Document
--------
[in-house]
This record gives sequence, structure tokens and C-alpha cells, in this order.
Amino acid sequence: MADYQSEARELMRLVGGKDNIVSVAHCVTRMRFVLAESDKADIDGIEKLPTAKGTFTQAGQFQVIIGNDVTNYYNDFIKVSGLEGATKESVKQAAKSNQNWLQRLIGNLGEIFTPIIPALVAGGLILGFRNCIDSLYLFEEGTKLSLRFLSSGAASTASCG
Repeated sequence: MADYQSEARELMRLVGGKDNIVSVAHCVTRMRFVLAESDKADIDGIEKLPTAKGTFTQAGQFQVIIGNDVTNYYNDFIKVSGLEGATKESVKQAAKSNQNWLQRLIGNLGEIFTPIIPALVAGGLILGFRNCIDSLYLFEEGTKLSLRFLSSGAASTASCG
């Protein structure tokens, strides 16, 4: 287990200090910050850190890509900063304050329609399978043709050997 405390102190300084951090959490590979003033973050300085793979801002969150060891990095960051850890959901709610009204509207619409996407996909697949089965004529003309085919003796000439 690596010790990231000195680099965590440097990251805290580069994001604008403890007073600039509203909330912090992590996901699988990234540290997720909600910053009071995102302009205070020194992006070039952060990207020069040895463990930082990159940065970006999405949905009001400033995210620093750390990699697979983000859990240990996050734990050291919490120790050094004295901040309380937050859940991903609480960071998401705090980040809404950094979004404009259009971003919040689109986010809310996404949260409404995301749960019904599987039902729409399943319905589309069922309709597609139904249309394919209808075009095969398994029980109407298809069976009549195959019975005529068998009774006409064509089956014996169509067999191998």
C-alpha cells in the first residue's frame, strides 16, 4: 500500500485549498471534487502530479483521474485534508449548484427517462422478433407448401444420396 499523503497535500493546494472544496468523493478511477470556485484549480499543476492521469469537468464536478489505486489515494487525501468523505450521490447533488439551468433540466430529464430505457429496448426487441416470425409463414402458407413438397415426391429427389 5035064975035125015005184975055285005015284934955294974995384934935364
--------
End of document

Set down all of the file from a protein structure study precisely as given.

[in-house]
This record gives sequence, structure tokens and C-alpha cells, in this order.
Amino acid sequence: MADYQSEARELMRLVGGKDNIVSVAHCVTRMRFVLAESDKADIDGIEKLPTAKGTFTQAGQFQVIIGNDVTNYYNDFIKVSGLEGATKESVKQAAKSNQNWLQRLIGNLGEIFTPIIPALVAGGLILGFRNCIDSLYLFEEGTKLSLRFLSSGAASTASCG
Repeated sequence: MADYQSEARELMRLVGGKDNIVSVAHCVTRMRFVLAESDKADIDGIEKLPTAKGTFTQAGQFQVIIGNDVTNYYNDFIKVSGLEGATKESVKQAAKSNQNWLQRLIGNLGEIFTPIIPALVAGGLILGFRNCIDSLYLFEEGTKLSLRFLSSGAASTASCG
């Protein structure tokens, strides 16, 4: 287990200090910050850190890509900063304050329609399978043709050997 405390102190300084951090959490590979003033973050300085793979801002969150060891990095960051850890959901709610009204509207619409996407996909697949089965004529003309085919003796000439 690596010790990231000195680099965590440097990251805290580069994001604008403890007073600039509203909330912090992590996901699988990234540290997720909600910053009071995102302009205070020194992006070039952060990207020069040895463990930082990159940065970006999405949905009001400033995210620093750390990699697979983000859990240990996050734990050291919490120790050094004295901040309380937050859940991903609480960071998401705090980040809404950094979004404009259009971003919040689109986010809310996404949260409404995301749960019904599987039902729409399943319905589309069922309709597609139904249309394919209808075009095969398994029980109407298809069976009549195959019975005529068998009774006409064509089956014996169509067999191998």
C-alpha cells in the first residue's frame, strides 16, 4: 500500500485549498471534487502530479483521474485534508449548484427517462422478433407448401444420396 499523503497535500493546494472544496468523493478511477470556485484549480499543476492521469469537468464536478489505486489515494487525501468523505450521490447533488439551468433540466430529464430505457429496448426487441416470425409463414402458407413438397415426391429427389 5035064975035125015005184975055285005015284934955294974995384934935364